A Boy Named Tzu

According to the Social Security Administration the top two baby names for 2010 are Jacob and Isabella. My name according to SSA is not in the top 1000 names for any year of birth in the last 11 years; which means simply "there will never be a personalized Knotts Berry Farm mini license plate in your name ever."

The immigrant Chinese parent on the whole name their children according to the popular names of the day, however there are a small segment that love pulling a name out of some obscure novel, or the name of their favorite composer or a name that matched with the last name, creates a whole new something something.

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During my high school years I had the brothers Johann Sebastian and Wolfgang Amadeus Wong in my geography class. There was Dinah Mo in math class, that a simple "hey, do you want to reconsider that" by the birth registrar at the hospital might have changed the course of her life, but no, they probably didn't speak up because they were biting their tongue in an effort not to burst out laughing.

I got my name because my father loved Shakespeare and specifically the play "Hamlet"; luckily he didn't like "Othello" more. I love my name, even in high school when I would get renditions of it that made everyone snicker except me, I would just roll my eyes and count the days to graduation. And since I have a relatively rare name, I got @ophelia on Twitter, another bonus of not being named Madison. I grew up appreciating my name and how I had to live up to its weight. Dad wanted me to stand out with a name that didn't blend in.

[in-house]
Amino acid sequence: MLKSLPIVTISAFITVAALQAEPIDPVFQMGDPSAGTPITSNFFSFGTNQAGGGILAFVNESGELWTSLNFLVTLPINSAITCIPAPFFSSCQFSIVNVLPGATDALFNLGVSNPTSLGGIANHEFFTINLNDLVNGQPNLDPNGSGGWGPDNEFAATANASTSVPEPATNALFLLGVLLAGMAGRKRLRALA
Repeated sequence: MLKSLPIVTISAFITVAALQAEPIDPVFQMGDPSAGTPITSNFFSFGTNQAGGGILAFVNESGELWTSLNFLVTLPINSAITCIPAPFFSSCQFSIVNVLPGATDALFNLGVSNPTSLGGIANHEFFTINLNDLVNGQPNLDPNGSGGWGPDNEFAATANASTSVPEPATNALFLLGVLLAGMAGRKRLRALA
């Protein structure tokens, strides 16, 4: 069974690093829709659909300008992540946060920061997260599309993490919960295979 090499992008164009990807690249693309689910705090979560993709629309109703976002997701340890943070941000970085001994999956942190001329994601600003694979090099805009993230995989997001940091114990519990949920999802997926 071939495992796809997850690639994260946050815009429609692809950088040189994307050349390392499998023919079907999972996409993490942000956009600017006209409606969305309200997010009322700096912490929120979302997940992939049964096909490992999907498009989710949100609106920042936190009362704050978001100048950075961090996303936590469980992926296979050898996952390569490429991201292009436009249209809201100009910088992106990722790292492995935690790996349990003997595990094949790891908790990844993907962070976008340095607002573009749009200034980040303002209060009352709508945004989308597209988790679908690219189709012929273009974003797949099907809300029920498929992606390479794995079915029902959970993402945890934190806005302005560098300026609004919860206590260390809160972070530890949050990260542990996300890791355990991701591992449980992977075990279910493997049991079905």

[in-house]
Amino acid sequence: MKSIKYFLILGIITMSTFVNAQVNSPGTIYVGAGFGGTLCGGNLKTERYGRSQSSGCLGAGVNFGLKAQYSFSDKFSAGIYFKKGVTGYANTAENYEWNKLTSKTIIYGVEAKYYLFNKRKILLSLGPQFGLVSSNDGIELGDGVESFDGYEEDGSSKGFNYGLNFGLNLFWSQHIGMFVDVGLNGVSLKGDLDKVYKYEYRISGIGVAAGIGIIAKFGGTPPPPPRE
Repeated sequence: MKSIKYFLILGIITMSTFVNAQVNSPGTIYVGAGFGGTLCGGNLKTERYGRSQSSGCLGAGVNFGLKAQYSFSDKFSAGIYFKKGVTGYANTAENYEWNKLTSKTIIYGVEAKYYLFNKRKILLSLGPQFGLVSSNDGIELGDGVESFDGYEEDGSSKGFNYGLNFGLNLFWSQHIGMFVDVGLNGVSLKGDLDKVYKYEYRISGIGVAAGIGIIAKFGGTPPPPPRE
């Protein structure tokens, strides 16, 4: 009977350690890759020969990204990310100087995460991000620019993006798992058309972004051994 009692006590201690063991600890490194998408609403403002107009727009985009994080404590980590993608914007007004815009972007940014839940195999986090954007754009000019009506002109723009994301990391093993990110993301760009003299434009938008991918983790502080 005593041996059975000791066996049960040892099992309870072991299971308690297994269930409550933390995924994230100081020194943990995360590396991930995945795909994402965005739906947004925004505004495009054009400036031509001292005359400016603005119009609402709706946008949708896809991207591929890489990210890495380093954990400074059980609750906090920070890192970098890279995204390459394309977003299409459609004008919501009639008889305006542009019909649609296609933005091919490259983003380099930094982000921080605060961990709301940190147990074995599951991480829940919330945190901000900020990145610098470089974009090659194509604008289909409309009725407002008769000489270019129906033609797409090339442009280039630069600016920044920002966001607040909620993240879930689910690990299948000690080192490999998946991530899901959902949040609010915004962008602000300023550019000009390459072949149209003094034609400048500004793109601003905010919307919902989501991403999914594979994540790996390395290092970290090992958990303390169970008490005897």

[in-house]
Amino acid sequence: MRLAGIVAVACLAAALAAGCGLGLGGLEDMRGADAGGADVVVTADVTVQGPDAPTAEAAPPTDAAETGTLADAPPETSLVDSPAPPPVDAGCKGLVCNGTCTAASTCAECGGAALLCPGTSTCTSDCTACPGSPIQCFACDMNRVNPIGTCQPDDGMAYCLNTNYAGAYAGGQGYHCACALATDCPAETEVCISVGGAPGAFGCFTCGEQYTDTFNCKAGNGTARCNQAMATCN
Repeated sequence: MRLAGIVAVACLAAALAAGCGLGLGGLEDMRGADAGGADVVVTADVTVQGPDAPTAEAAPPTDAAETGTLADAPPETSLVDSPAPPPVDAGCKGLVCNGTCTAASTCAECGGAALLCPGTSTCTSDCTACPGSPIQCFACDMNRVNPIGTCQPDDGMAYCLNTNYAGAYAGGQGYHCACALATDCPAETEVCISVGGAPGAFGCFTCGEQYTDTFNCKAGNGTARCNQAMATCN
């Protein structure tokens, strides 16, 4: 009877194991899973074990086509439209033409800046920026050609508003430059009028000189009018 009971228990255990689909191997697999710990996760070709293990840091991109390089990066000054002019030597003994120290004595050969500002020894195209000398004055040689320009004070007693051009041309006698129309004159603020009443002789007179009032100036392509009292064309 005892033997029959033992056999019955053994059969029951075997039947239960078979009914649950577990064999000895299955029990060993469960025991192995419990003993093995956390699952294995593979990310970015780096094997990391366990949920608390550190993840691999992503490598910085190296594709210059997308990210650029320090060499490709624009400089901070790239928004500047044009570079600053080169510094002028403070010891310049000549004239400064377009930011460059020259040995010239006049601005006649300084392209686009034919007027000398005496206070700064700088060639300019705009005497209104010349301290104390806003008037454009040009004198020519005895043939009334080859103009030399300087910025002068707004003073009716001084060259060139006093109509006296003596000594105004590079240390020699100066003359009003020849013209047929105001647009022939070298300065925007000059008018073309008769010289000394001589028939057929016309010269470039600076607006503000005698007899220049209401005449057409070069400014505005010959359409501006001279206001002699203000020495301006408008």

Now that the newest Chinese immigrants are naming their children in a more traditional Western way, the mantle has been taken up by Western celebrities to name their children in that offbeat "where did that come from" way. Gwyneth Paltrow named her daughter "Apple." Posh and Becks named their daughter "Harper Seven." And Natalie Portman came up with "Aleph" for her son. I predict that the Chinese will soon pick up again on this trend and come up with a version of their own stand-out baby names simply because it's Western. And who doesn't want to fit in?

A nod to Johnny Cash
Was before he left, he went and named me "Sue."
Well, he must o' thought that is quite a joke
And it got a lot of laughs from a' lots of folk,
It seems I had to fight my whole life through.
Some gal would giggle and I'd get red
And some guy'd laugh and I'd bust his head,
I tell ya, life ain't easy for a boy named "Sue."

Artist, designer and teacher Ophelia Chong explores her adopted city of Los Angeles with an eye and ear for the small moments that tests the duality of being an Asian American. Join her on her journey every Thursday on KCET's SoCal blog

Photo: George Joseph Chong

About the Author

A true multi-tasker: illustrator, designer, teacher, networker and writer of short blasts of pent up hot air.
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Great write up Ophelia! Coming from an Americanized named Latino, who doesn't fit the typical American description of a 'Jason,' I'm glad my parents (more so my mother) decided to go with their gut instinct of giving me this name. They broke away from my paternal family's known trend of naming their sons 'Carlos.' Although the name is common in the states, it did stand out among my Hispanic peers. And in that way, I always felt it made me unique, even if it was only among them.

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thanks so much jason for visiting! Our names have so much history, not only from our parents but from their's. Our uniqueness is made from a community effort. :O)